Approximately 50 people came to the Warwick Skate Park Initiative’s public forum Tuesday night to learn more about the proposed project that would have a state-of-the-art skate park built in Veterans Memorial Park, replacing the current one built 20 years ago.
This new skate park would be made of concrete, which is more durable than the wooden ramps in the current park. According to the organizers, the new facility would require less maintenance, encourage more inclusivity by attracting bikes, scooters and skateboards, and possibly be a potential Olympic training ground. Skateboarding will become an Olympic sport in 2020.
“The current skate park is very antiquated,” said Warwick Mayor Michael Newhard, who told the story of how a bunch of “scrappy young men” approached his dad, Robert Newhard Sr., who was a village trustee and liaison to Parks and Recreation back in 1996, to propose a skate park in Veterans Memorial Park.
Newhard picked up the torch after his father died before the skate park could become a reality. He became a village trustee and worked with the kids to get the park built. It opened in 1999.
Not a cheap endeavor
Pat Tyler and Stephen Wanczowski are the driving forces behind this project, which will be approximately 75 by 100 feet in size. They have been skating themselves for more than 20 years and attempted to have a park built in Vernon. That “fell on deaf ears.” So they turned to Warwick.
Tyler, who graduated from Warwick Valley High School and now lives here with his family, said they raised $37,000 and will use that money for a Warwick skate park. But they have a long way to go to reach their goal. The estimate is $300,000. The Initiative is raising funds by selling T-shirts, buttons, magnets and engraved pavers. They plan to host other fund raisers.
“This will be an excellent facility for recreational skateboarders as well as the skateboard athletes,” said Tyler.
Questions about the location
The proposed new skate park would be located toward the back of the park, past the baseball and softball fields and next to the pavilion. About a dozen residents of Warwick Grove questioned whether other locations were considered. They voiced concern that the park would create noise and traffic and ultimately devalue their homes.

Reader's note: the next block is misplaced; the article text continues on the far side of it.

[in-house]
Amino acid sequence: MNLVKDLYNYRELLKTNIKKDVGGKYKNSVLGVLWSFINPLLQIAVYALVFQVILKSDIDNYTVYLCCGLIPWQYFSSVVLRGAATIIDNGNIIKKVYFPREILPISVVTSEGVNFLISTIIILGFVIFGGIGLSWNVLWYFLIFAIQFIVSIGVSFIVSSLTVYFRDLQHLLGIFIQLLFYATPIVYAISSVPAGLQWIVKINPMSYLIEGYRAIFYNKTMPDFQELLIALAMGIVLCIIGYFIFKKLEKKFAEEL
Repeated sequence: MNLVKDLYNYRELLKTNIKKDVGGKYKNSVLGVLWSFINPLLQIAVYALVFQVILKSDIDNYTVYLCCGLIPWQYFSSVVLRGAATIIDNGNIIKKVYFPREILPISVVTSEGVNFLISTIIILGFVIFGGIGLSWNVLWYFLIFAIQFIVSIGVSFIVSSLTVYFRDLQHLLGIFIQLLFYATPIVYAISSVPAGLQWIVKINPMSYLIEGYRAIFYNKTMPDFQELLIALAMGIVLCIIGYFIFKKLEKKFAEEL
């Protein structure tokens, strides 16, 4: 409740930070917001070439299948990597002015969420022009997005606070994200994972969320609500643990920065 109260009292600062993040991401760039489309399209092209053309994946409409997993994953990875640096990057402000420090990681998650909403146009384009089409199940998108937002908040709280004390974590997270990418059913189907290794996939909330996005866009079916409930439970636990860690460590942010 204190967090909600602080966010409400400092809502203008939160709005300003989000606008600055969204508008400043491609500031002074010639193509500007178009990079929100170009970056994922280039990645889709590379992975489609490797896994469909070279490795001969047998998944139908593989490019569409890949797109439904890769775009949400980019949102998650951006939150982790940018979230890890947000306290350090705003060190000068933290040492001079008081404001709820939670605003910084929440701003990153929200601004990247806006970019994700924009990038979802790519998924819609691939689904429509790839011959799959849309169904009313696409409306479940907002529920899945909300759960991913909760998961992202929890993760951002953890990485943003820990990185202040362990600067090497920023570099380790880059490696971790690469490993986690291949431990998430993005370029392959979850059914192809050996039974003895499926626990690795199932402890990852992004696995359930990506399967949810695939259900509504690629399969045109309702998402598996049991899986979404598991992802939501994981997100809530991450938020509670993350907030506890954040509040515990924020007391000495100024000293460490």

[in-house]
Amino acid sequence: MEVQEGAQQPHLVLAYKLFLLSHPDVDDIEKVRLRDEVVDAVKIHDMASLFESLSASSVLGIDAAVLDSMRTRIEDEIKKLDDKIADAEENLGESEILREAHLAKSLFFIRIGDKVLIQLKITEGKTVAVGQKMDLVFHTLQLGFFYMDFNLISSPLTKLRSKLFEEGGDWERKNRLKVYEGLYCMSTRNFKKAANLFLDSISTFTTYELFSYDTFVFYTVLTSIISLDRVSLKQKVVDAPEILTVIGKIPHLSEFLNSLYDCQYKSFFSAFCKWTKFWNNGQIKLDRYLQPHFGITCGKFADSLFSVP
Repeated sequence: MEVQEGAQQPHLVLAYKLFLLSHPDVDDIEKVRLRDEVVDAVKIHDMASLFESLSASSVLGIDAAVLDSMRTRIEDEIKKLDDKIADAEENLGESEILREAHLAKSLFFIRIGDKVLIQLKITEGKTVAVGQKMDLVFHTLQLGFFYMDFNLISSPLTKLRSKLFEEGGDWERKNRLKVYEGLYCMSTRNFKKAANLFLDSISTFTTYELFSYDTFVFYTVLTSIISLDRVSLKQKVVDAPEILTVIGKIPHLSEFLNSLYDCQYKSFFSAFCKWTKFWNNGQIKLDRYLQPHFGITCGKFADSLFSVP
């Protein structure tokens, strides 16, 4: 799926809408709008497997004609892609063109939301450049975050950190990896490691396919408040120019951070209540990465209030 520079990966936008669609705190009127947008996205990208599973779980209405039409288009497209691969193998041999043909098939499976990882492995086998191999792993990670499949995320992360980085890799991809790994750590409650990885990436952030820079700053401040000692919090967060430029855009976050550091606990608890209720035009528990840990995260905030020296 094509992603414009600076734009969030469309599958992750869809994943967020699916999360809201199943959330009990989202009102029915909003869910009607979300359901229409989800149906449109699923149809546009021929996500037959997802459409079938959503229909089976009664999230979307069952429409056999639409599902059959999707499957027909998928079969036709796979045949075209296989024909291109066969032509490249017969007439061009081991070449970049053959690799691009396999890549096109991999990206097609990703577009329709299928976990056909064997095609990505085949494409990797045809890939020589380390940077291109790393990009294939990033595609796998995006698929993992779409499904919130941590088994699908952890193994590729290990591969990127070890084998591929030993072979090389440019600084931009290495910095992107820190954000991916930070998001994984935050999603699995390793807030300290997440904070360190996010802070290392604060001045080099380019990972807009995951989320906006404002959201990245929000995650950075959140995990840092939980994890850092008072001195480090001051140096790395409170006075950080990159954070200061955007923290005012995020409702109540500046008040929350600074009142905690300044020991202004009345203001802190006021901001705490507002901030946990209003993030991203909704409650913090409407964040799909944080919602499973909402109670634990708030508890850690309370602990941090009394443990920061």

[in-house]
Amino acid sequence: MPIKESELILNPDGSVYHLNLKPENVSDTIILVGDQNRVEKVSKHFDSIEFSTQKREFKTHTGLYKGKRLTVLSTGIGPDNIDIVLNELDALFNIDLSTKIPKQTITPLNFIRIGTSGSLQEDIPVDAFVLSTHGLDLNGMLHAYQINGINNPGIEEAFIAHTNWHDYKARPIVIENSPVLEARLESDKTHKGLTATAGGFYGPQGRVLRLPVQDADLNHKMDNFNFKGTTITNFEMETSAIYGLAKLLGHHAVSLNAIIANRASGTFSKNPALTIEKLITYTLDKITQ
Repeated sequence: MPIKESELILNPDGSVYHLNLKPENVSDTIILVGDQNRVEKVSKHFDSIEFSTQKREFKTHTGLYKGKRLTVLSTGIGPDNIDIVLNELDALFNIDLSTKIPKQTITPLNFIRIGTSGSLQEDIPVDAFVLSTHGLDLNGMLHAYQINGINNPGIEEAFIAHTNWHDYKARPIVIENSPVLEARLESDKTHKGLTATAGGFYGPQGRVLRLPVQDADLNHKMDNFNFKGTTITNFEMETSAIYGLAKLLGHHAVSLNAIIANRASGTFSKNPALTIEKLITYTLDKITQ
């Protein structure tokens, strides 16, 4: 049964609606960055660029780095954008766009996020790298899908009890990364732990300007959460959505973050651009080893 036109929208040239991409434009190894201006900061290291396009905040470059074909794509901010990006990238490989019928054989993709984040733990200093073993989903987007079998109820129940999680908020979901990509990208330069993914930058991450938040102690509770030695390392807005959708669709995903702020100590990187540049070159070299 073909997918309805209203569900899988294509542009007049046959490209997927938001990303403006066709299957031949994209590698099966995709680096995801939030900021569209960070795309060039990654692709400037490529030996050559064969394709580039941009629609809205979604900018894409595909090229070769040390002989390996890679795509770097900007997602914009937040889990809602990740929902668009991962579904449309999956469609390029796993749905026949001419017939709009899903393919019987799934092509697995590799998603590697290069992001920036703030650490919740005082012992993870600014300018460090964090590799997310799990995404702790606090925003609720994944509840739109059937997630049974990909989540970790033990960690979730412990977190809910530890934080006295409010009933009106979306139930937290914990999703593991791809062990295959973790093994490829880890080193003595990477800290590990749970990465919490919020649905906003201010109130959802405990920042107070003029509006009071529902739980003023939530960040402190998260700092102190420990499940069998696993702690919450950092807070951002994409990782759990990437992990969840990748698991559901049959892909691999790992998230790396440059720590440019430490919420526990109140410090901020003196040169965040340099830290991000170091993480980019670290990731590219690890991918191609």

Newhard said a traffic study would be done as part of the SEQRA (State Environmental Quality Review Act) process. Engineer Dave Getz said the site actually mitigates many of the impacts because of the topography. Donna Kaminski, who is part of the Initiative, said the landscape buffers the noise. She also noted that most kids who use the skate park won’t be driving there – they use their boards for transportation. This location has close access to the pavilion, shade, drinking water, parking and bathroom facilities.
The village will be responsible for liability insurance. Newhard noted that in the 20 years of skateboarding in the existing skate park, there have been no lawsuits against the village.
Many in the audience were enthusiastic about the new skate park.
“This will bring more value to your homes,” said one man when a resident questioned the effect on his home.
Added another: “This is a great thing for our kids and our community.”
New skate parks are being built in Greenwood Lake, Middletown, Port Jervis and Newburgh
“We’re not the ogres here,” said Barbara Bald, president of the Warwick Grove Homeowners Association. “We really are very supportive of this but, baseball games, we do hear it. It impacts us.”
Newhard said the questions are important and the impacts will be discussed and mitigated.
“We don’t expect Warwick Grovers to use it (the skate park) but your grandkids may. Your grandchildren will be there,” said Newhard. “This is a people’s park. We have to have room for everyone."
Warwick Skate Park Initiative is looking for volunteers. They plan to form committees for marketing, fund raising, accounting and grant writing and urge anyone with those skills to contact them.
To learn more, follow the Warwick Skate Park Initiative on Facebook or email to email@example.com.